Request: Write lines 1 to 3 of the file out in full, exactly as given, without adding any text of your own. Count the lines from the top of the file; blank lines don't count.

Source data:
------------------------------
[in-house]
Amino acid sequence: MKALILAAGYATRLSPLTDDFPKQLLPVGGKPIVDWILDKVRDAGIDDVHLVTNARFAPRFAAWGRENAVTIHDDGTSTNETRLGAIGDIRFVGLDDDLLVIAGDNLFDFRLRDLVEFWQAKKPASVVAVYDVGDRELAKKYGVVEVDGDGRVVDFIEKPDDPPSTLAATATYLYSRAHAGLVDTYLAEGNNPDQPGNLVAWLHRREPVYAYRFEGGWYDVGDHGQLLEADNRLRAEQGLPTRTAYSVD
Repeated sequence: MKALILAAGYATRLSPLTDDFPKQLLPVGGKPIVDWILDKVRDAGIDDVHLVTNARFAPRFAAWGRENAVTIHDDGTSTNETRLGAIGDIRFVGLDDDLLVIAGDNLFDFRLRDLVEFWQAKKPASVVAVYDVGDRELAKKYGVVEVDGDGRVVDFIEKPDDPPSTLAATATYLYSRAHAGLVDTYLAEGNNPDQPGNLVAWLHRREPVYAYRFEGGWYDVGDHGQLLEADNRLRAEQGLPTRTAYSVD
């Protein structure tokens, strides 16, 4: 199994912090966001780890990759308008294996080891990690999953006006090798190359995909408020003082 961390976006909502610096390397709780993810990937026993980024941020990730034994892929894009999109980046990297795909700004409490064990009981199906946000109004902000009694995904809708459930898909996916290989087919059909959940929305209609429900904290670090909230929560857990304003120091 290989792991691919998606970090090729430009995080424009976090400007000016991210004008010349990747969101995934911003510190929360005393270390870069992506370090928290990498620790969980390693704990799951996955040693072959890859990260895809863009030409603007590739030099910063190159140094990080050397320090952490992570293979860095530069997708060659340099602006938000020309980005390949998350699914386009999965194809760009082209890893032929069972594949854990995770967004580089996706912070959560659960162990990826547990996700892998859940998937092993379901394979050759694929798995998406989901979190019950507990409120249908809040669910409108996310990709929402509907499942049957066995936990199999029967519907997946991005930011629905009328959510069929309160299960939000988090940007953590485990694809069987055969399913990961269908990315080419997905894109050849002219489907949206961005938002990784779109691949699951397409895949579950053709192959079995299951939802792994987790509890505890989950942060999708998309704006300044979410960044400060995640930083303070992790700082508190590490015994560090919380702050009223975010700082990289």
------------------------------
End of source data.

[in-house]
Amino acid sequence: MKALILAAGYATRLSPLTDDFPKQLLPVGGKPIVDWILDKVRDAGIDDVHLVTNARFAPRFAAWGRENAVTIHDDGTSTNETRLGAIGDIRFVGLDDDLLVIAGDNLFDFRLRDLVEFWQAKKPASVVAVYDVGDRELAKKYGVVEVDGDGRVVDFIEKPDDPPSTLAATATYLYSRAHAGLVDTYLAEGNNPDQPGNLVAWLHRREPVYAYRFEGGWYDVGDHGQLLEADNRLRAEQGLPTRTAYSVD
Repeated sequence: MKALILAAGYATRLSPLTDDFPKQLLPVGGKPIVDWILDKVRDAGIDDVHLVTNARFAPRFAAWGRENAVTIHDDGTSTNETRLGAIGDIRFVGLDDDLLVIAGDNLFDFRLRDLVEFWQAKKPASVVAVYDVGDRELAKKYGVVEVDGDGRVVDFIEKPDDPPSTLAATATYLYSRAHAGLVDTYLAEGNNPDQPGNLVAWLHRREPVYAYRFEGGWYDVGDHGQLLEADNRLRAEQGLPTRTAYSVD